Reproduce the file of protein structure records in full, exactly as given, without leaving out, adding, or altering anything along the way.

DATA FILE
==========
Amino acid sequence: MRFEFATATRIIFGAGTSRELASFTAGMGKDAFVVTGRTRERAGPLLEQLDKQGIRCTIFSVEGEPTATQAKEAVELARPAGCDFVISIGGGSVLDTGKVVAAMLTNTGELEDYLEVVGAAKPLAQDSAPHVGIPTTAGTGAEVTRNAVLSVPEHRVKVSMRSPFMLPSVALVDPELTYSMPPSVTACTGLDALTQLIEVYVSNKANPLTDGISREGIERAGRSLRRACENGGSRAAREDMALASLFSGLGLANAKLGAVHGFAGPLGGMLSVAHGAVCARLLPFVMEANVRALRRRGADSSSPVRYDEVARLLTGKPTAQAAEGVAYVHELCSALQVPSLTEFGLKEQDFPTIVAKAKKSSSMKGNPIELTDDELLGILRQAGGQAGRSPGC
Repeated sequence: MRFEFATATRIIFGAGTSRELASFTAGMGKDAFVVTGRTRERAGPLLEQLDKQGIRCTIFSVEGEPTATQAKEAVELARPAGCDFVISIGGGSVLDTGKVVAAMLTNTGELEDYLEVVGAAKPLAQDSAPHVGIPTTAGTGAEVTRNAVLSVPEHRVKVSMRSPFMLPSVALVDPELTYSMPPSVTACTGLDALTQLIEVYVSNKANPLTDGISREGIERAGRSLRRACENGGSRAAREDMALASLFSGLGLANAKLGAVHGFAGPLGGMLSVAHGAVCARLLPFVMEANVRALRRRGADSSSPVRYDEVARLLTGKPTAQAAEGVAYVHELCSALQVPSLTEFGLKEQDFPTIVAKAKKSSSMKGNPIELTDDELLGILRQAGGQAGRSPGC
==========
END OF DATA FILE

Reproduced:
Amino acid sequence: MRFEFATATRIIFGAGTSRELASFTAGMGKDAFVVTGRTRERAGPLLEQLDKQGIRCTIFSVEGEPTATQAKEAVELARPAGCDFVISIGGGSVLDTGKVVAAMLTNTGELEDYLEVVGAAKPLAQDSAPHVGIPTTAGTGAEVTRNAVLSVPEHRVKVSMRSPFMLPSVALVDPELTYSMPPSVTACTGLDALTQLIEVYVSNKANPLTDGISREGIERAGRSLRRACENGGSRAAREDMALASLFSGLGLANAKLGAVHGFAGPLGGMLSVAHGAVCARLLPFVMEANVRALRRRGADSSSPVRYDEVARLLTGKPTAQAAEGVAYVHELCSALQVPSLTEFGLKEQDFPTIVAKAKKSSSMKGNPIELTDDELLGILRQAGGQAGRSPGC
Repeated sequence: MRFEFATATRIIFGAGTSRELASFTAGMGKDAFVVTGRTRERAGPLLEQLDKQGIRCTIFSVEGEPTATQAKEAVELARPAGCDFVISIGGGSVLDTGKVVAAMLTNTGELEDYLEVVGAAKPLAQDSAPHVGIPTTAGTGAEVTRNAVLSVPEHRVKVSMRSPFMLPSVALVDPELTYSMPPSVTACTGLDALTQLIEVYVSNKANPLTDGISREGIERAGRSLRRACENGGSRAAREDMALASLFSGLGLANAKLGAVHGFAGPLGGMLSVAHGAVCARLLPFVMEANVRALRRRGADSSSPVRYDEVARLLTGKPTAQAAEGVAYVHELCSALQVPSLTEFGLKEQDFPTIVAKAKKSSSMKGNPIELTDDELLGILRQAGGQAGRSPGC